The Two Times My Father Almost Died
I was driving to San Francisco and about to cross the Golden Gate Bridge when my father called and immediately told me that he had bad news. I knew that my father had gone in for a prostate cancer test, but we all thought it wasn’t possible he would actually have it. Hello, he almost died eight months ago. Doesn’t he have a Get Out Of Death Free card? He had just gotten his strength back, his lungs were better than ever. Couldn’t the grim reaper leave him alone for just a sec and go harass someone else?
Nope, no such luck, he had prostate cancer. I was in disbelief yet again. Prostate cancer seemed more real, more permanent than a trendy virus like swine flu. Before it had always seemed like he would make it through the rain. There was always underlying hope because my father couldn’t die of swine flu, okay? But I knew prostate cancer didn’t fuck around. My father informed me that it didn’t look like it had spread though and then he gave me a terrifying percentage of his chance of surviving. My dad doesn’t sugarcoat anything. I have never met a man who actually was incapable of telling a single lie. Liar Liar starring Jim Carrey was essentially a documentary about his life.
I spent that weekend in San Francisco trying to have fun but it didn’t really work. I was crying in bookstores, in friend’s backyards, in a grocery store. I even stupidly reread The Year Of Magical Thinking by Joan Didion in hopes that it would tell me the secret to grieving—a secret I had neglected to learn the first time I read it because I didn’t have to. When you’ve never dealt with death before, you’re not actively seeking out the truths about grief, not trying to retain the stories of other people’s experiences. All of this changes, however, when you have had someone close to you die (or in my case, almost die). Now, you’re always searching for clues and for other narratives that aren’t your own. In them, you hope to find an “aha!” moment, something that will make you better equipped to deal with things. When my father was sick and near death, I felt like a defective human and I wanted to know how I could fix myself. I wanted to be that person who performs well in a crisis, that person who everyone envies and admires. But I wasn’t going to change overnight and I certainly wasn’t going to have Joan Didion tell me what to do. That bitch is crazy!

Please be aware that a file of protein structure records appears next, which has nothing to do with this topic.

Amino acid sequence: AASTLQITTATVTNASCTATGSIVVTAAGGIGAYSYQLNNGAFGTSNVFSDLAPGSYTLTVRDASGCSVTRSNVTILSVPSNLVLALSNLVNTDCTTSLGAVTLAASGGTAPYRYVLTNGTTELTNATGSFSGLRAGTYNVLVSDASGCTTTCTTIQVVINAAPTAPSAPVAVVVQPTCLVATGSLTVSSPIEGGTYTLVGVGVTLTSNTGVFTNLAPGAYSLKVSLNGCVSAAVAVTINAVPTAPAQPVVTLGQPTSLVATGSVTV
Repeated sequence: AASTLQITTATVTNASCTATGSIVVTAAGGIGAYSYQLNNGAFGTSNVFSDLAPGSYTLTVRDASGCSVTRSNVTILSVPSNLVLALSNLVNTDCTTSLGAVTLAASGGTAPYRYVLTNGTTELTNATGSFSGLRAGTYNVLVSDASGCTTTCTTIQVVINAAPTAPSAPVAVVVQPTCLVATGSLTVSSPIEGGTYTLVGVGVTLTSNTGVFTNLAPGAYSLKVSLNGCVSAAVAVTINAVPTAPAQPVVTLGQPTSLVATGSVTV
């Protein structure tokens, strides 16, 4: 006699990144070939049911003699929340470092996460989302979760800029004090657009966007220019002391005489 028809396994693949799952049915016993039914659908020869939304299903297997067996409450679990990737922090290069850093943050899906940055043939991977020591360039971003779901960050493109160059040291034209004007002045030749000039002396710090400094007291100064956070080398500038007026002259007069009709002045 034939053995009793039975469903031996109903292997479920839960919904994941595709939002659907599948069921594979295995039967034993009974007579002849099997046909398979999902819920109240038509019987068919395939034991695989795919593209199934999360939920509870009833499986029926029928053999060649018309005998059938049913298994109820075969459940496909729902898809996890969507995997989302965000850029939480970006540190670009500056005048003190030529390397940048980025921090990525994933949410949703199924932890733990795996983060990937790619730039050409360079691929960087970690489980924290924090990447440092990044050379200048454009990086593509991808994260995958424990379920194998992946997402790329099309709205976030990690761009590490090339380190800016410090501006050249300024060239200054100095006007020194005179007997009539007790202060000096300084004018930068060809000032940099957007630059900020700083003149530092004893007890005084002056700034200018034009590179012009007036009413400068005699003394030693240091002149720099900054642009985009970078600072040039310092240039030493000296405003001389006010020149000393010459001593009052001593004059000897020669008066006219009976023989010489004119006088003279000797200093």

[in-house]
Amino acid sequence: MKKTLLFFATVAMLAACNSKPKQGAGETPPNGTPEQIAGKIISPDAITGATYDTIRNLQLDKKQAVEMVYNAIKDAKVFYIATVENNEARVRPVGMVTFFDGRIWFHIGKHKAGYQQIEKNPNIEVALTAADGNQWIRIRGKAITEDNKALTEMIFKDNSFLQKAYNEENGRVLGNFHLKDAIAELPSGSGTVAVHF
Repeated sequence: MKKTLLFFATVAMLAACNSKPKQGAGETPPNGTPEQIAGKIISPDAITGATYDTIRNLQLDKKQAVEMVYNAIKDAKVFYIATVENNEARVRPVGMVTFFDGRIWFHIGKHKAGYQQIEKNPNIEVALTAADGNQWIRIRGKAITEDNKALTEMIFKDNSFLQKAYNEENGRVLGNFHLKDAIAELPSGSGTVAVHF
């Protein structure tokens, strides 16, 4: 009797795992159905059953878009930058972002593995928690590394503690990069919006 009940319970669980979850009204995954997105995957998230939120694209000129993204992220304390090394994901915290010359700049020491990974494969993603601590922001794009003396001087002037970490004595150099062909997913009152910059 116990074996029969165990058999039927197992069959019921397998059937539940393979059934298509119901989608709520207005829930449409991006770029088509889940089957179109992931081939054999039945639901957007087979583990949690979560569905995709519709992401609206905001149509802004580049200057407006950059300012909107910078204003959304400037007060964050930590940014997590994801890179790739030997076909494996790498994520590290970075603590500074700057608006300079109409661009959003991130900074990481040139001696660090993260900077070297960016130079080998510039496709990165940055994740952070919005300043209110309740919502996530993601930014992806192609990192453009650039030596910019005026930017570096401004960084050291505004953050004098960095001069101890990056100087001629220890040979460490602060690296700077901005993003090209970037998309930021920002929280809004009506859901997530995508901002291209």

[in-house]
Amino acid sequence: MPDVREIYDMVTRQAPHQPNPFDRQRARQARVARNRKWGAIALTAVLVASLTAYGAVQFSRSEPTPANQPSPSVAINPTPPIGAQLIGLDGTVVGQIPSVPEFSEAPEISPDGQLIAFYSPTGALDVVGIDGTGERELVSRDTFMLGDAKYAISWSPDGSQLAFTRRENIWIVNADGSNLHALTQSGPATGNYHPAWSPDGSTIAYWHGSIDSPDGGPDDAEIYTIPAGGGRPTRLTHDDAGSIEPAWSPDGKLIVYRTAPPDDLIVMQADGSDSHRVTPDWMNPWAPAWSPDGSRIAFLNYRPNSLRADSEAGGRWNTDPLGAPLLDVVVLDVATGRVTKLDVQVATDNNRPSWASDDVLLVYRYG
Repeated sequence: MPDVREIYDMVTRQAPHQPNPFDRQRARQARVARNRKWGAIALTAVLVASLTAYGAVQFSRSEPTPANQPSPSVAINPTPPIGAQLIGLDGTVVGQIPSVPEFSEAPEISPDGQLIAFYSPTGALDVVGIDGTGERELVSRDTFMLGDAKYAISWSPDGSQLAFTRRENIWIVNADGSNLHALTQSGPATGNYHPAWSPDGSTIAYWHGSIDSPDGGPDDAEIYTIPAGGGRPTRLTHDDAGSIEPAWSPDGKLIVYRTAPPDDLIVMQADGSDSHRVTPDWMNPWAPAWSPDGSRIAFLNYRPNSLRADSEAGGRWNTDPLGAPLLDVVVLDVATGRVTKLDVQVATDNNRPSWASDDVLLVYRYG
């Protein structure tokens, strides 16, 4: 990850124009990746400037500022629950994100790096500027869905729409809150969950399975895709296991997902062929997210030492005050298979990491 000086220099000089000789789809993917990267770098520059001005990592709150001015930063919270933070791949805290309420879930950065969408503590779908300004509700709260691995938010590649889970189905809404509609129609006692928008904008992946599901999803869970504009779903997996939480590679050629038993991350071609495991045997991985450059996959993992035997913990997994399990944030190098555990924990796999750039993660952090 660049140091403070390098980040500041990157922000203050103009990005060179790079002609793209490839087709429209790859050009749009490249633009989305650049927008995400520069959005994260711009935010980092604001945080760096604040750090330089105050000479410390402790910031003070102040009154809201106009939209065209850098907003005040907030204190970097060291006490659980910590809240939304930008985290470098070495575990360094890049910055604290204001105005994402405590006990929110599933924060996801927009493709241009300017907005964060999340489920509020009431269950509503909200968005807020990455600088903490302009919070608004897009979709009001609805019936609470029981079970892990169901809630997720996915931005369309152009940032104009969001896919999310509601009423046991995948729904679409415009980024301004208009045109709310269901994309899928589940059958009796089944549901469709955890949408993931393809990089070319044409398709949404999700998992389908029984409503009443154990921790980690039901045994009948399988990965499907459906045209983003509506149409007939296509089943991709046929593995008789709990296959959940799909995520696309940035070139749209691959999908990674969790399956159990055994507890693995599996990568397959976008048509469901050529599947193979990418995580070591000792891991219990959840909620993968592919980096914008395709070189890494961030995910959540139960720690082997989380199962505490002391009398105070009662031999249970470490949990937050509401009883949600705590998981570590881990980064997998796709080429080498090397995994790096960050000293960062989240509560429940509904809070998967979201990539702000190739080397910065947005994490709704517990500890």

To make things even more intense, my father had decided to have his prostate removal surgery in New York, which meant that he was going to be staying in my studio apartment in the East Village for three weeks. Even though I was happy to get a chance to be a part of his healing process, I was also fucking terrified. If anyone knows anything about surgery involving your prostate, the recovery process can be…messy. And I had to be prepared to see my father in very vulnerable positions. I was in that phase of my life where I would have to be stronger than my father. He was old and sick, and I was young and healthy. I swear, sometimes I think parents have kids just so they can have someone wipe their ass when they can no longer do it themselves.
Before my father had his surgery though, we decided to go on a trip around the East Coast for five days. I think it was a way for us to have a “calm before the storm” moment, but it also kind of felt like an attempt at having one last great memory together in case anything awful happened to him. Going into it, I worried about the trip having a bittersweet quality to it. Every time we would have a great laugh together, would we worry that it would be the last great laugh?
The trip turned out to be seriously amazing though. One of my father’s great joys in life is taking scenic drives and some of the best memories I have of growing up is driving up the coast together and going all around California. The guy just loves the charm of old towns and, like, beautiful patches of grass. It was May when we set out on our trip and the weather was beautiful as we made our way though upstate New York and then to Connecticut, Rhode Island, The Berkshires, Boston, Northampton and, oh my god, Provincetown. I had always wanted to visit P-town because I heard it was just one beautiful strip of flaming homosexual, and even though going there with my father was sort of “WTF?!, I knew I had to go.